After chastising the people in a similar way for their pretentious and unrighteous fasting, the Lord declared through Isaiah,

Is this not the fast which I chose, to loosen the bonds of wickedness, to undo the bands of the yoke, and to let the oppressed go free, and break every yoke? Is it not to divide your bread with the hungry, and bring the homeless poor into the house; when you see the naked, to cover him; and not to hide yourself from your own flesh? Then your light will break out like the dawn, and your recovery will speedily spring forth; and your righteousness will go before you; the glory of the Lord will be your rear guard. Then you will call, and the Lord will answer; you will cry, and He will say, “Here I am.” (Isa. 58:5–9)

There can be no right fasting apart from a right heart, right living, and a right attitude.

But you, when you fast, Jesus tells those who belong to Him, anoint your head, and wash your face so that you may not be seen fasting by men. To anoint the head with oil was commonly done as a matter of good grooming. The oil was often scented and used partly as a perfume. Like washing the face, it was associated with day-to-day living, but especially with more formal or important occasions. Jesus’ point was that a person who fasts should do everything to make himself look normal and do nothing to attract attention to his deprivation and spiritual struggle.

The one who sincerely wants to please God will studiously avoid trying to impress men. He will determine not [to] be seen fasting by men, but by God the Father who is in secret. Jesus does not say we should fast for the purpose of being seen even by God. Fasting is not to be a display for anyone, including God. Genuine fasting is simply a part of concentrated, intense prayer and concern for the Lord, His will, and His work. Jesus’ point is that the Father never fails to notice fasting that is heart-felt and genuine, and that He never fails to reward it. Your Father who sees in secret will repay you.[3]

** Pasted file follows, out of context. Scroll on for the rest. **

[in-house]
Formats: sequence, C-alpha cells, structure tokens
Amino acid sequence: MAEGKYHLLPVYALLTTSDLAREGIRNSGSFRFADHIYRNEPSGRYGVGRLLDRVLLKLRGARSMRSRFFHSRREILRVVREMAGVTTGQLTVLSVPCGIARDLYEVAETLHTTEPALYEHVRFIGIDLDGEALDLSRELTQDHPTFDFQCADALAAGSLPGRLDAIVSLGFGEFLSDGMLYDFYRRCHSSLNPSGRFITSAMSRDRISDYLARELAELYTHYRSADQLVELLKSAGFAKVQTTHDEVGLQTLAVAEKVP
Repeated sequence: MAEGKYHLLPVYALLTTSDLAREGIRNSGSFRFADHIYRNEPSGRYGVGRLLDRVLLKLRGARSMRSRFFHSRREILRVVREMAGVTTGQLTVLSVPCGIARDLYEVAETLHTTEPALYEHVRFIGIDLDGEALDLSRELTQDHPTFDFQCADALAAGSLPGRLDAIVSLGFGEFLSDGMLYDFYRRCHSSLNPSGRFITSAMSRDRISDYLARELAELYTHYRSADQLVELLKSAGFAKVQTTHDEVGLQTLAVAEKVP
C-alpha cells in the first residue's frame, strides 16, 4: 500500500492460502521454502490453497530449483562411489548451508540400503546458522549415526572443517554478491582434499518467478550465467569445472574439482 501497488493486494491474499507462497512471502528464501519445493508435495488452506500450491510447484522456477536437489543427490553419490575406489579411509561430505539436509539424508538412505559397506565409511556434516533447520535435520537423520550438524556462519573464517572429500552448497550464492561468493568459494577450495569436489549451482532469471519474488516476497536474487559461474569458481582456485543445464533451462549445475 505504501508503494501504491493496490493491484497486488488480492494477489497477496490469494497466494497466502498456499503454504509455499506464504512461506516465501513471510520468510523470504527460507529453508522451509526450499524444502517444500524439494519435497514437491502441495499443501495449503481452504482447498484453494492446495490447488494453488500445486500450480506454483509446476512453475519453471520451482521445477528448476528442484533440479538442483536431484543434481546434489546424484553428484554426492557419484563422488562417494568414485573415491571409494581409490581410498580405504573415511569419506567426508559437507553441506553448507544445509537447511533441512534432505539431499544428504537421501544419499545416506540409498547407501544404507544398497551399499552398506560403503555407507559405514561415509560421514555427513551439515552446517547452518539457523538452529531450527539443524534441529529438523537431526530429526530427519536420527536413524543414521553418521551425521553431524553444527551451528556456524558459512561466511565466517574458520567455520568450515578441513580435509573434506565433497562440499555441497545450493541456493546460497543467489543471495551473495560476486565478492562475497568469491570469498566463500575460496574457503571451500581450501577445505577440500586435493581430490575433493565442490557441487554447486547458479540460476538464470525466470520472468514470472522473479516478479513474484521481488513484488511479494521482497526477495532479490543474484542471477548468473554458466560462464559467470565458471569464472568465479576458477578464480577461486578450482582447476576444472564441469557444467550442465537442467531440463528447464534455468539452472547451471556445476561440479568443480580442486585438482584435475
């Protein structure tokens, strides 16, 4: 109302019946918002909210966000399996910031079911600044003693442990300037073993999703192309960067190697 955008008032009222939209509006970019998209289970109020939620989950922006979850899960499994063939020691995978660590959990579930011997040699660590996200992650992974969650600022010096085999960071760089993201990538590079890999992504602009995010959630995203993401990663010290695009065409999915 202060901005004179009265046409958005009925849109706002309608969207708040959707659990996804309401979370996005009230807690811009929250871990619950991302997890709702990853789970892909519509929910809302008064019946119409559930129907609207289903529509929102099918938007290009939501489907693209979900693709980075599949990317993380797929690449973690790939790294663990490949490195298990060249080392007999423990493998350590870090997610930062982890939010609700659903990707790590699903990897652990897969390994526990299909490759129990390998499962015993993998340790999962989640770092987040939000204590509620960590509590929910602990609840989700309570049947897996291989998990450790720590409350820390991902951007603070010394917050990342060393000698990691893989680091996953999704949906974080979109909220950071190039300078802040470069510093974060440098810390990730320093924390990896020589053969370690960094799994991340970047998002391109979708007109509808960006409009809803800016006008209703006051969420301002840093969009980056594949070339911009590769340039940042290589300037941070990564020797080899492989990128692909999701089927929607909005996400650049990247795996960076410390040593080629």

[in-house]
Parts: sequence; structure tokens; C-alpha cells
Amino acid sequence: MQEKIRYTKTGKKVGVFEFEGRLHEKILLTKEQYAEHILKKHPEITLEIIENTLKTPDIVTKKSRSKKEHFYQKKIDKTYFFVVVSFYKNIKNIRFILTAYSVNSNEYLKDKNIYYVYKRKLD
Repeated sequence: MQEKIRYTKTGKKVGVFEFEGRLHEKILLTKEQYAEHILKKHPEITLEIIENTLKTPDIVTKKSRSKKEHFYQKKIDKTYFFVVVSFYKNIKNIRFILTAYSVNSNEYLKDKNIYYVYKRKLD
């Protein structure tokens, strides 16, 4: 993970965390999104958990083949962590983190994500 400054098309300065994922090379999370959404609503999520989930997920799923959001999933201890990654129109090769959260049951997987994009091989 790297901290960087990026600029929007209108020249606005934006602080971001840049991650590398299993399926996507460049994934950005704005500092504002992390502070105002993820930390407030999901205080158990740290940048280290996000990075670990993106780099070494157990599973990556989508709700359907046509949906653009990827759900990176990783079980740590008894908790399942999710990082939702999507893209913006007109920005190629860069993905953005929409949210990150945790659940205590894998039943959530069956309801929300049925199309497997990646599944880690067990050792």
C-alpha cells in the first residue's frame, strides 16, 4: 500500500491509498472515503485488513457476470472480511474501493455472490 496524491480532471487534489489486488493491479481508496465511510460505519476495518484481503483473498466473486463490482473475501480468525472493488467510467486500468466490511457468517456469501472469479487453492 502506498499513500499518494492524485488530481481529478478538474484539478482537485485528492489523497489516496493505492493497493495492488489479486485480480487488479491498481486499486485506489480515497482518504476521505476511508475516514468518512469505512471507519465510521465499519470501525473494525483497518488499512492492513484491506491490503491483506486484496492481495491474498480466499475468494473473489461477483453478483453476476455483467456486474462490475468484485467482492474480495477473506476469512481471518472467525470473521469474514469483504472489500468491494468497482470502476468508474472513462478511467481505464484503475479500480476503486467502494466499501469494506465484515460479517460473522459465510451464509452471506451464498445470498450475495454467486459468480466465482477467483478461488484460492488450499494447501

17–18 Yet Jesus, far from banning fasting, assumes his disciples will fast, even as he assumes they will give alms and pray (vv. 3, 6). His disciples may not fast at the moment, for the messianic bridegroom is with them and it is the time for joy (9:14–17). But the time will come when they will fast (9:15). (Observe in passing that here Jesus assumes the continued existence of his disciples after his departure.) What he condemns is ostentation in fasting. Moreover, he forbids any sign at all that a fast has been undertaken, because the human heart is so mixed in its motives that the desire to seek God will be diluted by the desire for human praise, thus vitiating the fast.